Present at Vartanyan’s 2014 interrogation was FBI cyber special agent Mark C. Ray, who had traveled to Fredrikstad, Norwegian newspaper Verdens Gang reported. According to news reports, the FBI had previously attempted to visit Vartanyan at his prior address in Ukraine, but had not been able to find him.

After his arrest in Norway, Vartanyan denied any wrongdoing and fought the extradition request. After two years, however, Norway’s Court of Appeal upheld the extradition request.

The court’s decision was condemned by Moscow. Russian Foreign Ministry spokeswoman Maria Zakharova labeled the charges as being “politically motivated” and claimed it was “part of the worldwide hunting for Russian citizens by American secret services and has nothing to do with … justice.”

Citadel Support Request to Aquabox

According to evidence presented at the extradition hearings in Norway, the FBI identified Vartanyan as part of a fake tech-support service. In June 2012, working undercover, an FBI agent obtained two versions of Citadel from an underground seller using the handle “Aquabox,” and then filed a bug report – over fake problems – with the seller, who then requested that the problems be documented in screenshots and uploaded to the file-sharing site, the Norwegian Broadcasting Corporation, aka NRK, reported.

From August 2012 to January 2013, the FBI tracked 48 file uploads to SendSpace from the suspect’s IP address, including Citadel updates as well as a “” that included purported fixes for the errors identified by the undercover FBI agent, NRK reported.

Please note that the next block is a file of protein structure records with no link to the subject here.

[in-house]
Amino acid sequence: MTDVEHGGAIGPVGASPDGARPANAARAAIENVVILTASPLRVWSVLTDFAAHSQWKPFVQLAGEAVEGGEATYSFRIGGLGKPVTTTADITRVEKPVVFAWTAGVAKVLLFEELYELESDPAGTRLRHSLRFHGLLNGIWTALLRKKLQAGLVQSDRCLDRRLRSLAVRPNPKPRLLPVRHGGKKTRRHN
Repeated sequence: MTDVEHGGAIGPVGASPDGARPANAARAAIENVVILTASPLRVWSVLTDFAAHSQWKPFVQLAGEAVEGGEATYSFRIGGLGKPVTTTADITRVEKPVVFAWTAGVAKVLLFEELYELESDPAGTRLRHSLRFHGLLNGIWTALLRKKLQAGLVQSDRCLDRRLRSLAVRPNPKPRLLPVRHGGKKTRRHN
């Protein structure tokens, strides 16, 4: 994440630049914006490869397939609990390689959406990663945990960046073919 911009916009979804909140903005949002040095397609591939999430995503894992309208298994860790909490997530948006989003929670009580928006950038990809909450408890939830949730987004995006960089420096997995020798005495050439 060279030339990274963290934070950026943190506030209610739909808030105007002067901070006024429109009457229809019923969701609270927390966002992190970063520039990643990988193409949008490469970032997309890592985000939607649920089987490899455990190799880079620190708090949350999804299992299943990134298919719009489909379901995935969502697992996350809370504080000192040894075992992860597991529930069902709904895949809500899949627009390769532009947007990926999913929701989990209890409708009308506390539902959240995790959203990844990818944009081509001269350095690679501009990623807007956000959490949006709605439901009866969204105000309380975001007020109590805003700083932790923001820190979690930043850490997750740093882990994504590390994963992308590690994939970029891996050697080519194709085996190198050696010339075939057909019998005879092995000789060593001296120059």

In interviews with Norwegian media outlets, Vartanyan claimed that his PC must have been infected by Citadel malware and the IP address hijacked by criminals.

Another Russian Also Sentenced Over Citadel

In addition to the charges against Vartanyan, authorities filed similar charges against another Russian citizen, Dimitry Belorossov, a.k.a. Rainerfox, who was arrested in Spain, at the FBI’s request, and then extradited to the United States.

In July 2014, at the age of 22, he pleaded guilty to running a Citadel botnet beginning in 2012, and having infected 7,000 PCs with the malware. In September 2015, he was sentenced to serve four years and six months in prison and pay $322,409 in restitution, followed by three years of parole.

Authorities appear to have tracked St. Petersburg, Russia-based Belorossov thanks to his participation in an online, Russian-language Citadel user group called In the online forum, “Belorossov discussed his Citadel botnet and recommended improvements to the Citadel malware,” according to the U.S. Attorney’s Office. “In addition to operating a Citadel botnet, Belorossov also provided online assistance with the goal of developing suggested improvements to Citadel, including posting comments on criminal forums on the internet and electronically communicating with other cybercriminals via email and instant messaging.”

It’s not clear if authorities have identified – or know the precise location of – the individual known as Aquabox.